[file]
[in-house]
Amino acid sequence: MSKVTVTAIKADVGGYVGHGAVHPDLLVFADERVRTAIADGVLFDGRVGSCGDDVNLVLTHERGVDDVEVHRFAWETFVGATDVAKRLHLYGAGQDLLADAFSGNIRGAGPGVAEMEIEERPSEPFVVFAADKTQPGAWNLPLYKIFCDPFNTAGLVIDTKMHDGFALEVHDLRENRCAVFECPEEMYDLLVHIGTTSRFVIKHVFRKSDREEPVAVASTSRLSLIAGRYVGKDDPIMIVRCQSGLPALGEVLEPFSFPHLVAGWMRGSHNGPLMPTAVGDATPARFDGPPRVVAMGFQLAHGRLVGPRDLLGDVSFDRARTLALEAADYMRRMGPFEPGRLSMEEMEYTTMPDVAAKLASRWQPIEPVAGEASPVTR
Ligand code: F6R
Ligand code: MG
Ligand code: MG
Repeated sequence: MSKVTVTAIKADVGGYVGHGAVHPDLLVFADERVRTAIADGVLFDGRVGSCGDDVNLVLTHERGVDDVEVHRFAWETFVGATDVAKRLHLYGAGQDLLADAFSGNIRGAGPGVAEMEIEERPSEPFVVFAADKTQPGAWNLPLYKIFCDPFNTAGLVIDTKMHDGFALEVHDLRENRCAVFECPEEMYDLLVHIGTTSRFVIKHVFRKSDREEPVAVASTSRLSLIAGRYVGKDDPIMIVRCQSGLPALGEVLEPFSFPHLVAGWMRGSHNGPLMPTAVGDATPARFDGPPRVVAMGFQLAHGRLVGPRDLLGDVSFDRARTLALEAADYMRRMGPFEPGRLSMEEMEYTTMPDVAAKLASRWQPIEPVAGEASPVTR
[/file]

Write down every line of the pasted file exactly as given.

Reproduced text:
[in-house]
Amino acid sequence: MSKVTVTAIKADVGGYVGHGAVHPDLLVFADERVRTAIADGVLFDGRVGSCGDDVNLVLTHERGVDDVEVHRFAWETFVGATDVAKRLHLYGAGQDLLADAFSGNIRGAGPGVAEMEIEERPSEPFVVFAADKTQPGAWNLPLYKIFCDPFNTAGLVIDTKMHDGFALEVHDLRENRCAVFECPEEMYDLLVHIGTTSRFVIKHVFRKSDREEPVAVASTSRLSLIAGRYVGKDDPIMIVRCQSGLPALGEVLEPFSFPHLVAGWMRGSHNGPLMPTAVGDATPARFDGPPRVVAMGFQLAHGRLVGPRDLLGDVSFDRARTLALEAADYMRRMGPFEPGRLSMEEMEYTTMPDVAAKLASRWQPIEPVAGEASPVTR
Ligand code: F6R
Ligand code: MG
Ligand code: MG
Repeated sequence: MSKVTVTAIKADVGGYVGHGAVHPDLLVFADERVRTAIADGVLFDGRVGSCGDDVNLVLTHERGVDDVEVHRFAWETFVGATDVAKRLHLYGAGQDLLADAFSGNIRGAGPGVAEMEIEERPSEPFVVFAADKTQPGAWNLPLYKIFCDPFNTAGLVIDTKMHDGFALEVHDLRENRCAVFECPEEMYDLLVHIGTTSRFVIKHVFRKSDREEPVAVASTSRLSLIAGRYVGKDDPIMIVRCQSGLPALGEVLEPFSFPHLVAGWMRGSHNGPLMPTAVGDATPARFDGPPRVVAMGFQLAHGRLVGPRDLLGDVSFDRARTLALEAADYMRRMGPFEPGRLSMEEMEYTTMPDVAAKLASRWQPIEPVAGEASPVTR